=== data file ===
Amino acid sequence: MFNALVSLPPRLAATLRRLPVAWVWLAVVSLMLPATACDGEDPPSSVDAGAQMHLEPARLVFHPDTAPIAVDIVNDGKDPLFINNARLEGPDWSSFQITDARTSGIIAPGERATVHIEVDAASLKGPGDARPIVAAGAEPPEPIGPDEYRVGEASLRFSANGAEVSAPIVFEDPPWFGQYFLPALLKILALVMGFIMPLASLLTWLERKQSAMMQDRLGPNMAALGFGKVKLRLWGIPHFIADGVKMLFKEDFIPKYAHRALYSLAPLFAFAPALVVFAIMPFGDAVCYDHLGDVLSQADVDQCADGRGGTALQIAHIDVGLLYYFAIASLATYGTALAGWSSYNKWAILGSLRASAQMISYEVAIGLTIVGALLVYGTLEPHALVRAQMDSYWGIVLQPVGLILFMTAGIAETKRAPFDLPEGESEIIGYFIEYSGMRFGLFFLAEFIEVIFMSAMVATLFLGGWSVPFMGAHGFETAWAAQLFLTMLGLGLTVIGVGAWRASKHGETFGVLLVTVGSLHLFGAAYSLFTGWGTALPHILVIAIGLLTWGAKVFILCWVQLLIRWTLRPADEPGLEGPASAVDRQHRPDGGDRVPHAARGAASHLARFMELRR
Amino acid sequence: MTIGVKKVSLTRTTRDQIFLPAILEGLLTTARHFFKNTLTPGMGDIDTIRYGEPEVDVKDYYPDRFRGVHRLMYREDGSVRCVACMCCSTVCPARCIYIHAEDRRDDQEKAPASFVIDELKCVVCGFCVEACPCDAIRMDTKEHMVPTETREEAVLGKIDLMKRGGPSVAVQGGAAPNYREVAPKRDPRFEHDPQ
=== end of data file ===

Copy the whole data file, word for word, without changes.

Amino acid sequence: MFNALVSLPPRLAATLRRLPVAWVWLAVVSLMLPATACDGEDPPSSVDAGAQMHLEPARLVFHPDTAPIAVDIVNDGKDPLFINNARLEGPDWSSFQITDARTSGIIAPGERATVHIEVDAASLKGPGDARPIVAAGAEPPEPIGPDEYRVGEASLRFSANGAEVSAPIVFEDPPWFGQYFLPALLKILALVMGFIMPLASLLTWLERKQSAMMQDRLGPNMAALGFGKVKLRLWGIPHFIADGVKMLFKEDFIPKYAHRALYSLAPLFAFAPALVVFAIMPFGDAVCYDHLGDVLSQADVDQCADGRGGTALQIAHIDVGLLYYFAIASLATYGTALAGWSSYNKWAILGSLRASAQMISYEVAIGLTIVGALLVYGTLEPHALVRAQMDSYWGIVLQPVGLILFMTAGIAETKRAPFDLPEGESEIIGYFIEYSGMRFGLFFLAEFIEVIFMSAMVATLFLGGWSVPFMGAHGFETAWAAQLFLTMLGLGLTVIGVGAWRASKHGETFGVLLVTVGSLHLFGAAYSLFTGWGTALPHILVIAIGLLTWGAKVFILCWVQLLIRWTLRPADEPGLEGPASAVDRQHRPDGGDRVPHAARGAASHLARFMELRR
Amino acid sequence: MTIGVKKVSLTRTTRDQIFLPAILEGLLTTARHFFKNTLTPGMGDIDTIRYGEPEVDVKDYYPDRFRGVHRLMYREDGSVRCVACMCCSTVCPARCIYIHAEDRRDDQEKAPASFVIDELKCVVCGFCVEACPCDAIRMDTKEHMVPTETREEAVLGKIDLMKRGGPSVAVQGGAAPNYREVAPKRDPRFEHDPQ